Bear Cub

Also: The Big Red One, Cowboys & Angels, and Fade to Black.

Bear Cub

Opens Fri., Dec. 10, at Harvard Exit

In gay lexicon, "cub" usually refers to a younger version of the beefy, older, hairy guys who call themselves "bears." While director Miguel Albaladejo's Spanish- language drama is filled with the latter, the cub in question here is simply a child who brings out the paternal instincts of an aforementioned homosexual burlyman. The result won't make you forget Yogi or Smokey or any other ursine icon, and it's not the best of the "accidental parent" genre, but its beguilingly artless look at people we don't often see represented accurately on the screen makes it stand out from mostly methodical American gay indie efforts.

Pedro (José Luis García-Pérez) is a fussy dentist with a freewheeling romantic life who's forced to focus when his widowed hippie sister, Violeta (Elvira Lindo), is detained indefinitely for drug possession in India, leaving him with his sensitive 9-year-old nephew, Bernardo (David Castillo). Yeah, this is just a modern spin on an old formula, but Bear Cub begins with the meandering richness of real lives being lived. Pedro, Violeta, and Pedro's bear friends are characters with full dimensions—people with emotional histories, who can pass casually into and out of one another's lives, who can fight in one moment and apologize the next. There's a casual immediacy to the way everybody here interacts, and to the nonevents that the movie makes of each minor conflict.

It's only when Albaladejo decides to kick in with contrivance that the film loses its way. It's certainly believable when Violeta's disparaging mother-in-law (Empar Ferrer) angles for custody of Bernardo in a particularly despicable manner. But once she does so, the movie descends into a quick succession of traumas that seem like a violation of the low-key ethic it had so successfully established. You feel a little cheated when everything starts to turn into the kind of movie-of-the-week you were afraid you'd get in the first place.

Still, the film is rich in performance (young Castillo never becomes cloying, believe it or not). And when it keeps a calm head about things, Bear Cub has an affecting understanding of the difficulties of living a life—or forming a family—of your own choosing. (NR) STEVE WIECKING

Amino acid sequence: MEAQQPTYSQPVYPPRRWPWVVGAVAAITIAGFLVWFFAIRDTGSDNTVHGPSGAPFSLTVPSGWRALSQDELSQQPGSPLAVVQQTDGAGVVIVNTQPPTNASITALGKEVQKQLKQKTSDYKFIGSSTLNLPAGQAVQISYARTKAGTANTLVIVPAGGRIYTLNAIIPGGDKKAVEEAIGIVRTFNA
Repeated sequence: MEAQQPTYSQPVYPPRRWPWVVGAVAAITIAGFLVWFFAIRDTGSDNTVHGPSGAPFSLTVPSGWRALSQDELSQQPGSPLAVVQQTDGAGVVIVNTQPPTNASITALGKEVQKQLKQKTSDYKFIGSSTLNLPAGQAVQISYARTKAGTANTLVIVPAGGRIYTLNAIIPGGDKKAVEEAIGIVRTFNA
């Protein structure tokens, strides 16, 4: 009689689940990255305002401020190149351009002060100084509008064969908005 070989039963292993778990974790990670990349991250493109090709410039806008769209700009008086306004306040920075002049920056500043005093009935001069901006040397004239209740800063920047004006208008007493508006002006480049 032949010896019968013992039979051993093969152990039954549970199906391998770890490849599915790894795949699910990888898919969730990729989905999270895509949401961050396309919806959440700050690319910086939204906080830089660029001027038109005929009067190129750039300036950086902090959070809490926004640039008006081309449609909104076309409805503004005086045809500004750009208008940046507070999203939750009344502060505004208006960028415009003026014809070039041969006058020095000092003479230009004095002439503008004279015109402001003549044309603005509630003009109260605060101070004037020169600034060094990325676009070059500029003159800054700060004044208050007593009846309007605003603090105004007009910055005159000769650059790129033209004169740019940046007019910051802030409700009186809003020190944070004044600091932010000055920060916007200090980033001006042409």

The Big Red One

Runs Fri., Dec. 10–Thurs. Dec. 16, at Northwest Film Forum

A World War II infantryman who landed in North Africa, Sicily, and Normandy and was wounded twice, the late director-writer Samuel Fuller loathed what he called "phony heroics." There's a sense in which all of Fuller's fabulously blunt and dynamic movies are about war. But his oeuvre does include four remarkable and provocative examples of the combat genre: the Korean War scoops The Steel Helmet (1951) and Fixed Bayonets (1951); the mutilated but gruelingly effective Burma roadster Merrill's Marauders (1962); and his autobiographical labor of love, The Big Red One (1980). Shot for an extremely modest $4 million and released in a severely edited version, the movie was a disappointment; in his memoirs, Fuller was still dreaming of his original four-hour cut, which he imagined residing in a Hollywood vault after Warner Bros. acquired the rights. Richard Schickel's restoration isn't that particular holy grail, but it does add nearly an hour to the original edit (it's now 158 minutes long).

"Fictional life based on factual death," per Fuller's hard-boiled formulation, The Big Red One recounts the combat as a series of grotesque (or grotesquely corny) adventures in which Lee Marvin's stoic god of war leads a platoon of callow recruits through the carnage. Recent raves notwithstanding, it's no masterpiece. The performances can be execrable, and the timing is off; the movie suffers from its low budget, but even more from the self-consciousness that afflicted Fuller's work after Dead Pigeon on Beethoven Street. The Big Red One isn't even Fuller's greatest war film. Of those, I'd rank it fourth—but that's not half bad. (R) J. HOBERMAN

Cowboys & Angels

Opens Fri., Dec. 10, at Varsity